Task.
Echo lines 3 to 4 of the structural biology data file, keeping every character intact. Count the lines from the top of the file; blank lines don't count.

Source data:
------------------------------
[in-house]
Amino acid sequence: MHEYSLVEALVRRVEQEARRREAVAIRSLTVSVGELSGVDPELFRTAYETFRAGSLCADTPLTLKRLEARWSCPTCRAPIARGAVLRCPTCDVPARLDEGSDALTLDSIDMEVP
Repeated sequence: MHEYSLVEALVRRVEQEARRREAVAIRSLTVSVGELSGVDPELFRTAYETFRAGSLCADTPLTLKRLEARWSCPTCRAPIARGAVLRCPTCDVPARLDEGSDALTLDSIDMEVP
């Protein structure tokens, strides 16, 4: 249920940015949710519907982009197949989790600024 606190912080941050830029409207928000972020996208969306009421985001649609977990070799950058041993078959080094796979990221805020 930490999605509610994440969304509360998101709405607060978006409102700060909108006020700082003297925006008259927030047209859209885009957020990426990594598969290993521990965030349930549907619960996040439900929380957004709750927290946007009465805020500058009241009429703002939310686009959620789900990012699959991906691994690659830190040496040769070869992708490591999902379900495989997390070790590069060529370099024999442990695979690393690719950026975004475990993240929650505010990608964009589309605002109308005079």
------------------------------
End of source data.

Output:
Repeated sequence: MHEYSLVEALVRRVEQEARRREAVAIRSLTVSVGELSGVDPELFRTAYETFRAGSLCADTPLTLKRLEARWSCPTCRAPIARGAVLRCPTCDVPARLDEGSDALTLDSIDMEVP
């Protein structure tokens, strides 16, 4: 249920940015949710519907982009197949989790600024 606190912080941050830029409207928000972020996208969306009421985001649609977990070799950058041993078959080094796979990221805020 930490999605509610994440969304509360998101709405607060978006409102700060909108006020700082003297925006008259927030047209859209885009957020990426990594598969290993521990965030349930549907619960996040439900929380957004709750927290946007009465805020500058009241009429703002939310686009959620789900990012699959991906691994690659830190040496040769070869992708490591999902379900495989997390070790590069060529370099024999442990695979690393690719950026975004475990993240929650505010990608964009589309605002109308005079």